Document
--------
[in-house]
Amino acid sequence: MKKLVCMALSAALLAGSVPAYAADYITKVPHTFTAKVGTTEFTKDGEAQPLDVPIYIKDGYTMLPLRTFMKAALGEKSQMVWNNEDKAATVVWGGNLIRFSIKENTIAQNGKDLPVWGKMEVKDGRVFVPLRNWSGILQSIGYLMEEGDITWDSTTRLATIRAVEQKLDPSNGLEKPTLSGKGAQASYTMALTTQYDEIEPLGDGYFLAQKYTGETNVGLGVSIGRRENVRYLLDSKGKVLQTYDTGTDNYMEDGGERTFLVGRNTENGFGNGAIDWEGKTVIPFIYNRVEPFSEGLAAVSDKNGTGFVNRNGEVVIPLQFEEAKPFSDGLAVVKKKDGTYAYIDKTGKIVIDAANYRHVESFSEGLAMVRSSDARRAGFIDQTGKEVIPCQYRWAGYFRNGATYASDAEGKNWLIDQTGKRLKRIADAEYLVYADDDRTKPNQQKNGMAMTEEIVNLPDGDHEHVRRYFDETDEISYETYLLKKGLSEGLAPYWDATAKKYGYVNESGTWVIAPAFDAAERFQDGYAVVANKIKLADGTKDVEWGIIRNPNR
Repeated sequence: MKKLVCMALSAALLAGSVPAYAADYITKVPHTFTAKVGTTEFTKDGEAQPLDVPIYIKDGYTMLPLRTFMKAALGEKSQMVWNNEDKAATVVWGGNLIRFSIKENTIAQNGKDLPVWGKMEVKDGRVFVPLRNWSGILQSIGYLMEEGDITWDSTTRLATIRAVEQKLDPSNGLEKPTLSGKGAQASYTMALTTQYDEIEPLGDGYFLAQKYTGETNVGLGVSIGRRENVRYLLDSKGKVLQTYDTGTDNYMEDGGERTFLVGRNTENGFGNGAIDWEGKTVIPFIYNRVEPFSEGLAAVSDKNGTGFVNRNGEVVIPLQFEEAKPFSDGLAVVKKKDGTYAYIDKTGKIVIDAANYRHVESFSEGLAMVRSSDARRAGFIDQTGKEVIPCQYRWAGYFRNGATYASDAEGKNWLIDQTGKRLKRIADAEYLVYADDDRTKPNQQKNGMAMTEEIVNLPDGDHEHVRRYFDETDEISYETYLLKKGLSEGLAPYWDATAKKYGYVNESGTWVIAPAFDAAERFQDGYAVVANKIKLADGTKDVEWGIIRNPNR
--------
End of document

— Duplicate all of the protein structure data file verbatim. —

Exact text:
[in-house]
Amino acid sequence: MKKLVCMALSAALLAGSVPAYAADYITKVPHTFTAKVGTTEFTKDGEAQPLDVPIYIKDGYTMLPLRTFMKAALGEKSQMVWNNEDKAATVVWGGNLIRFSIKENTIAQNGKDLPVWGKMEVKDGRVFVPLRNWSGILQSIGYLMEEGDITWDSTTRLATIRAVEQKLDPSNGLEKPTLSGKGAQASYTMALTTQYDEIEPLGDGYFLAQKYTGETNVGLGVSIGRRENVRYLLDSKGKVLQTYDTGTDNYMEDGGERTFLVGRNTENGFGNGAIDWEGKTVIPFIYNRVEPFSEGLAAVSDKNGTGFVNRNGEVVIPLQFEEAKPFSDGLAVVKKKDGTYAYIDKTGKIVIDAANYRHVESFSEGLAMVRSSDARRAGFIDQTGKEVIPCQYRWAGYFRNGATYASDAEGKNWLIDQTGKRLKRIADAEYLVYADDDRTKPNQQKNGMAMTEEIVNLPDGDHEHVRRYFDETDEISYETYLLKKGLSEGLAPYWDATAKKYGYVNESGTWVIAPAFDAAERFQDGYAVVANKIKLADGTKDVEWGIIRNPNR
Repeated sequence: MKKLVCMALSAALLAGSVPAYAADYITKVPHTFTAKVGTTEFTKDGEAQPLDVPIYIKDGYTMLPLRTFMKAALGEKSQMVWNNEDKAATVVWGGNLIRFSIKENTIAQNGKDLPVWGKMEVKDGRVFVPLRNWSGILQSIGYLMEEGDITWDSTTRLATIRAVEQKLDPSNGLEKPTLSGKGAQASYTMALTTQYDEIEPLGDGYFLAQKYTGETNVGLGVSIGRRENVRYLLDSKGKVLQTYDTGTDNYMEDGGERTFLVGRNTENGFGNGAIDWEGKTVIPFIYNRVEPFSEGLAAVSDKNGTGFVNRNGEVVIPLQFEEAKPFSDGLAVVKKKDGTYAYIDKTGKIVIDAANYRHVESFSEGLAMVRSSDARRAGFIDQTGKEVIPCQYRWAGYFRNGATYASDAEGKNWLIDQTGKRLKRIADAEYLVYADDDRTKPNQQKNGMAMTEEIVNLPDGDHEHVRRYFDETDEISYETYLLKKGLSEGLAPYWDATAKKYGYVNESGTWVIAPAFDAAERFQDGYAVVANKIKLADGTKDVEWGIIRNPNR